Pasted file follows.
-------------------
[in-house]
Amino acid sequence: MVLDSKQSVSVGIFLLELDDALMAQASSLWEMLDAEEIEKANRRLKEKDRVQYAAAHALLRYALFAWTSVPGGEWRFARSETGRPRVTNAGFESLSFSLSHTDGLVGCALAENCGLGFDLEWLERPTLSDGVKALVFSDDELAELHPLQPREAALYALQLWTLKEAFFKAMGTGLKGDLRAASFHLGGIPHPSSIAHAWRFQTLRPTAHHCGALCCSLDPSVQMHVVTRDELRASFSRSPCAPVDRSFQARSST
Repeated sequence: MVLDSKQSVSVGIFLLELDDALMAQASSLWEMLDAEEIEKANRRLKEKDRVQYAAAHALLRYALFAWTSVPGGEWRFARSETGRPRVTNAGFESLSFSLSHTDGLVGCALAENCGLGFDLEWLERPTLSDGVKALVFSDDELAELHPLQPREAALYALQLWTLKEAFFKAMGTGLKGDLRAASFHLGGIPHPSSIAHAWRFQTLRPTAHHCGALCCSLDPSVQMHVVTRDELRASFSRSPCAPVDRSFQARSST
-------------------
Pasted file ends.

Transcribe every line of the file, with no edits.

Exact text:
[in-house]
Amino acid sequence: MVLDSKQSVSVGIFLLELDDALMAQASSLWEMLDAEEIEKANRRLKEKDRVQYAAAHALLRYALFAWTSVPGGEWRFARSETGRPRVTNAGFESLSFSLSHTDGLVGCALAENCGLGFDLEWLERPTLSDGVKALVFSDDELAELHPLQPREAALYALQLWTLKEAFFKAMGTGLKGDLRAASFHLGGIPHPSSIAHAWRFQTLRPTAHHCGALCCSLDPSVQMHVVTRDELRASFSRSPCAPVDRSFQARSST
Repeated sequence: MVLDSKQSVSVGIFLLELDDALMAQASSLWEMLDAEEIEKANRRLKEKDRVQYAAAHALLRYALFAWTSVPGGEWRFARSETGRPRVTNAGFESLSFSLSHTDGLVGCALAENCGLGFDLEWLERPTLSDGVKALVFSDDELAELHPLQPREAALYALQLWTLKEAFFKAMGTGLKGDLRAASFHLGGIPHPSSIAHAWRFQTLRPTAHHCGALCCSLDPSVQMHVVTRDELRASFSRSPCAPVDRSFQARSST